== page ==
Continuing the trend from the ‘30’s, the accent on feminine curves remained strong, with padded shoulders and belted waists. Dressy suits with slim skirts, and fitted jackets--often these were “Sunday Best” and ended up doing double-duty with a hat and oversized corsage for brides in hasty “leaving-for-war” weddings. The women left behind were going to work more than ever before--meaning skirts for office workers, but for the first time, pants were accepted for the many female assembly-line workers taking the place of men who had joined the service. Many women tailored their husbands’ or brothers’ suits to their own form, causing a “menswear” look to come into style. The enormous popularity of the book and then movie Gone with the Wind at the end of the decade put the accent on achieving a small waistline, and this did not relax until the mid-1960’s. Girdles--even on slender women--were de rigeur to trim that waist. Similarly--and conveniently for swing dancing, which continued through the decade as the rage--what better to accentuate a nipped-in waist, than to flare back out into a full skirt--and as high-school proms became Middle America’s answer to the Debutante Balls of high society, this style began to be seen for special events--full-length for formal attire.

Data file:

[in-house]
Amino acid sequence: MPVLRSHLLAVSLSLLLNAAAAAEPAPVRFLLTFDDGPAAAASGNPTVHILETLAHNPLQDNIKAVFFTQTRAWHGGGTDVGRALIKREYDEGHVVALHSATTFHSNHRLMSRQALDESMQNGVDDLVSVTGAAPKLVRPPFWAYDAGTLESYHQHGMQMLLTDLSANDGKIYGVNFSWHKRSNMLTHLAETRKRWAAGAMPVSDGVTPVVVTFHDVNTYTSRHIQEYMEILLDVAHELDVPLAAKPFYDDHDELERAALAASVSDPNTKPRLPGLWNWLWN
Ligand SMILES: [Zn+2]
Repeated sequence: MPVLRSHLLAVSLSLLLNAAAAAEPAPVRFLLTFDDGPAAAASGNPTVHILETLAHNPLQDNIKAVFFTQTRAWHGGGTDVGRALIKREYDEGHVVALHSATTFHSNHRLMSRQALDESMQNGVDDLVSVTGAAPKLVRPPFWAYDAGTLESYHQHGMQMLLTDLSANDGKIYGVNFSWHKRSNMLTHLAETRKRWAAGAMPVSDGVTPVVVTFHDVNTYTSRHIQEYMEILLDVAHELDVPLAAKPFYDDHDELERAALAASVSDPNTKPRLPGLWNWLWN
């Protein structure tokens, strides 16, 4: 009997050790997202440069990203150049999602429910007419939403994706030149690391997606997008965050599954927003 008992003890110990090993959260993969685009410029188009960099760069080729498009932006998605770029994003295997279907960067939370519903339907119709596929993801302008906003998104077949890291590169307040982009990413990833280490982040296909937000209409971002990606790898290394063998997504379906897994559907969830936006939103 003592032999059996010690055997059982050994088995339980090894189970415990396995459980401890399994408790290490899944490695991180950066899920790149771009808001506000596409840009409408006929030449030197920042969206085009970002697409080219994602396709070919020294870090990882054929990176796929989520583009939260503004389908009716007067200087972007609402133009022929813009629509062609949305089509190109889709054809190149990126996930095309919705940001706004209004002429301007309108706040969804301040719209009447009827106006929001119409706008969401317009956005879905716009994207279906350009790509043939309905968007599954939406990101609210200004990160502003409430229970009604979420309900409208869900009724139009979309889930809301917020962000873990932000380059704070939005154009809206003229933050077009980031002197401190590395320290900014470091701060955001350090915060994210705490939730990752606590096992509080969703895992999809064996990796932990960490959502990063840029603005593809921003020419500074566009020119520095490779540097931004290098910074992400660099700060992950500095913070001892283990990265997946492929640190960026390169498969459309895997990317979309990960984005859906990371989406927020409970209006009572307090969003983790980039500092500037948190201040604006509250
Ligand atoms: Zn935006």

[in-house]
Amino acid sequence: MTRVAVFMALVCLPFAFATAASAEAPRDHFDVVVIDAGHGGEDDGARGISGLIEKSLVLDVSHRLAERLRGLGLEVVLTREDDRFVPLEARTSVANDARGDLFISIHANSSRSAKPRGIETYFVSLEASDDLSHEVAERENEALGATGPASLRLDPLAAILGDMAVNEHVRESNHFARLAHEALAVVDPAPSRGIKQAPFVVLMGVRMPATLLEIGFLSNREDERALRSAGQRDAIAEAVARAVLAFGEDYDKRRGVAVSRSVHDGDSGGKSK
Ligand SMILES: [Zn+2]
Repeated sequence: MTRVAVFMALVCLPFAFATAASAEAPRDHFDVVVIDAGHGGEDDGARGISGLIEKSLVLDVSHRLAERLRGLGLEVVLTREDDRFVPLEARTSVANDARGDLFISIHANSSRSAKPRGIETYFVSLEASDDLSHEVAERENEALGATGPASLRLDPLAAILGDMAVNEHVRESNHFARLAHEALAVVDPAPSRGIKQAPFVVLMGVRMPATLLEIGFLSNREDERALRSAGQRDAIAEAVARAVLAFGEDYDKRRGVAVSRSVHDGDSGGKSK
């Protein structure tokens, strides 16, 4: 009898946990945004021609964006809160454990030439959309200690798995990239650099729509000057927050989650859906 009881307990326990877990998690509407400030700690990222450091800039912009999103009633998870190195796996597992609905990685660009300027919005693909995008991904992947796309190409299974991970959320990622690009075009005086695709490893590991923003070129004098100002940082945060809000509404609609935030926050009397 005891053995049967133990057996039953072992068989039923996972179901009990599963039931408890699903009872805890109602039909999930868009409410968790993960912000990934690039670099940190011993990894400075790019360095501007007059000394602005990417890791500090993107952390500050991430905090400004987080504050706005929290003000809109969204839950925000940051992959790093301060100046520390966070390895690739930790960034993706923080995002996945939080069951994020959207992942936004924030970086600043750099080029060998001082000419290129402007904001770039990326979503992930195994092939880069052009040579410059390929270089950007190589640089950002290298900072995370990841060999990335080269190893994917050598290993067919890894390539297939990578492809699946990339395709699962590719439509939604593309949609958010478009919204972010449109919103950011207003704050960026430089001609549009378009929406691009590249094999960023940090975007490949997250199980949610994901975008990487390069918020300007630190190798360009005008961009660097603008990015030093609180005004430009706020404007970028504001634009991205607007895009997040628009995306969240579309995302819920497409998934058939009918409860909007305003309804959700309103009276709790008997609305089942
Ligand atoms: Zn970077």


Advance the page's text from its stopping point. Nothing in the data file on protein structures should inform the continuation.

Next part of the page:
With the war came rationing of clothing and limiting the amount of fabric allowed to be purchased for one garment. Gored skirts, with multiple vertical sections cut in a trumpet-like shape for fullness and swing at the bottom, were popular. With many women working, American fashion took on a practical, comfortable, sportswear type of style, with separates for daywear, to be matched as appropriate for the situation. Although house dresses tried for a comeback in the 1950’s, separates for non-business daywear won out first in America and, although looked down on by other cultures as too casual, is generally accepted anywhere.
To be continued in Part 2.
©KatieK, April 21, 2010